Most Democrats agree that if the party’s centrist wing insists on squeezing down the size of President Biden’s domestic policy agenda, it is better to enact a smaller number of well-designed programs than a larger number of underfunded half-measures. Alas, that consensus does not include all Democrats, and one notable exception is Biden himself.
“It’s clear that it’s not going to be $3.5 trillion,” he said the other day. “So the question is how much of what is important do we get into the legislation? I’m of the view that it’s important to establish the principle on a whole range of issues without guaranteeing you get the whole ten years.”
There are two ways to cut down the cost of a program without eliminating it completely. One is to reduce the benefits or the eligibility — if you want to cheap out on, say, child care, you could make recipients pay more or restrict eligibility so that only poor families benefit, and so on. Another is to pass a full program but for a shorter time period.
A phased-out program can work if you think it will prove so popular that both parties feel the need to extend it. That has happened before with programs like tax credits for renewable energy, which Republicans never liked but have agreed to extend as part of bigger deals.
However, the notion that any of the proposals in Biden’s Build Back Better agenda would attract Republican support seems fanciful. Republicans hate social spending, especially for poor people. Zero Republicans in either chamber expressed even the slightest interest in enacting any of the social programs Biden proposed. The only element in Biden’s plan that has any conceivable chance of Republican support would be the child tax credit, and even that is highly unlikely — Republicans like Marco Rubio have relentlessly attacked the plan as a giveaway to the lazy poor.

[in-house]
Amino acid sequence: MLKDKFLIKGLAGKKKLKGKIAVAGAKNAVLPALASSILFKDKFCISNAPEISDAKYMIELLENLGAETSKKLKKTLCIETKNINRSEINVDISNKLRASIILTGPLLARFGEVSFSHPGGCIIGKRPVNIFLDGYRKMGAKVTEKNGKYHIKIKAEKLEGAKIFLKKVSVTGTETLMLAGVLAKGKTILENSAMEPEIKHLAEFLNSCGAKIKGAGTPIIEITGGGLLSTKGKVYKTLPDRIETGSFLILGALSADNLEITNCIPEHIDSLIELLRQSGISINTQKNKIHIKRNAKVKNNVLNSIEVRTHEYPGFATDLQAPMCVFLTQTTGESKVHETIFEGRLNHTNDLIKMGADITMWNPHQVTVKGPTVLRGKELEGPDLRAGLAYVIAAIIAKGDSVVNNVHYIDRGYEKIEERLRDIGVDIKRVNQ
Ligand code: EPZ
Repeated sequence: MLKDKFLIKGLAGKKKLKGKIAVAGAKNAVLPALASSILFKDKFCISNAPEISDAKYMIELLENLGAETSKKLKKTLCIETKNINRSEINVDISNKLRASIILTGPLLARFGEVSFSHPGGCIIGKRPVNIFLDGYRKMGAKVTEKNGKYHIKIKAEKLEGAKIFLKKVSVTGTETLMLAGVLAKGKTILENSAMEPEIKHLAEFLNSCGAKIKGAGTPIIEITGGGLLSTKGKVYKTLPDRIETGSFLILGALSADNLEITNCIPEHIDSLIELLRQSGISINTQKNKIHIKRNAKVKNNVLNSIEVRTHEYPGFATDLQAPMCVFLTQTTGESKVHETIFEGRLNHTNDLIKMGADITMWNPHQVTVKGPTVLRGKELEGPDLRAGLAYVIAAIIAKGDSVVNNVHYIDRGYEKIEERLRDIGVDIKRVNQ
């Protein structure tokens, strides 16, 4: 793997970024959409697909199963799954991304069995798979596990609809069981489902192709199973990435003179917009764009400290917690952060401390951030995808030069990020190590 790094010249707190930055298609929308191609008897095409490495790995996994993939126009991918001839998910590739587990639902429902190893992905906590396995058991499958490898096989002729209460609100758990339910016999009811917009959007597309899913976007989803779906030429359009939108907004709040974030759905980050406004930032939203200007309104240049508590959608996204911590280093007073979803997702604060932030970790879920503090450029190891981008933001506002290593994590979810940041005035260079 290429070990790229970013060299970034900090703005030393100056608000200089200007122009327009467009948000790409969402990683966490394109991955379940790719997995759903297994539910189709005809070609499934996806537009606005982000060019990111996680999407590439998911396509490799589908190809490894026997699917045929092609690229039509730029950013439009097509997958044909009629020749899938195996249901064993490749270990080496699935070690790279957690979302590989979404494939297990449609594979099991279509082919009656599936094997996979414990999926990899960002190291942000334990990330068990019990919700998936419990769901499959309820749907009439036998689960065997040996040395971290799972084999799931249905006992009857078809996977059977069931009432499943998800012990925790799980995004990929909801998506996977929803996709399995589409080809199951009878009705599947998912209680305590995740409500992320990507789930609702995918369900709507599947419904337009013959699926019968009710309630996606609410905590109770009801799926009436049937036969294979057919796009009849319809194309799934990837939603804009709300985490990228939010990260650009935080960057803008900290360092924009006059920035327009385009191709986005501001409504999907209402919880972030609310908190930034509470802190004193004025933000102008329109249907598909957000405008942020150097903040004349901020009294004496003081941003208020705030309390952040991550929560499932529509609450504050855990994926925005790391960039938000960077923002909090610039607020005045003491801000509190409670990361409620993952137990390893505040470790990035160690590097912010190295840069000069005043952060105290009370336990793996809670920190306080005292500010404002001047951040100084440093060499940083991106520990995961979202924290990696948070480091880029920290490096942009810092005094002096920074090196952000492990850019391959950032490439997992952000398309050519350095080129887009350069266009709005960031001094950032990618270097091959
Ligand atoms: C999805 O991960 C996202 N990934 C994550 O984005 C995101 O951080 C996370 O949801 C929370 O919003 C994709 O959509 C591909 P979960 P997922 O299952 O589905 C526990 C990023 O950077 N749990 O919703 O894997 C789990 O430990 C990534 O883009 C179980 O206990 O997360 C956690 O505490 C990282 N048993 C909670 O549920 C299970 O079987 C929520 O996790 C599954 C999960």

Bizarrely, Punchbowl reports, Biden told Democrats yesterday that “the Affordable Care Act subsidies he is seeking would cost $180 billion for three years.” I have not seen any other publication report this specific plan, but it does seem to comport with Biden’s general intention to keep as many of his priorities as he can, in shrunken form.
This would be the strangest and most self-defeating possible way to save money. There is no chance any Republican would agree to extend any part of the Affordable Care Act. Hatred of Obamacare has an almost religious cast among Republicans. The main reason the program needs federal support in the first place is that Republican states have refused to accept funding to extend Medicaid coverage to their citizens.
And even though their refusal to accept this funding from Washington means uninsured people in their state — who, in turn, show up at the emergency room for treatment they can’t pay for, costing hospitals money — Republicans oppose it anyway. That is to say, they hate the program so much they are not only willing to let poor people suffer and even die from lack of medical care, they are even willing to impose financial hardships on hospital owners, who they actually care about.
So, if any subsidies for Obamacare expire after three years, they will disappear unless Democrats control the House and the Senate as well as the presidency. The odds of that happening, given the narrowness of Democratic control and the historic tendency for the president’s party to lose seats, are low.
In a more big picture sense, the whole reason that Democrats are pulling teeth to devise budget savings — through taxing the wealthy, negotiating lower prescription drug costs, and better tax enforcement — is because Senate rules dictate that deficit-financed spending or tax cuts must expire within a decade, unless they are paid for. Every dollar they’re raising should correspond to a dollar in permanent new social benefits. If they waste that money on temporary benefits, they will end up with nothing to show for their pain.
The circumstances of narrow Democratic margins are forcing the party into difficult choices. But they need to maximize the dollars they do spend so that they have changed the face of government for the better.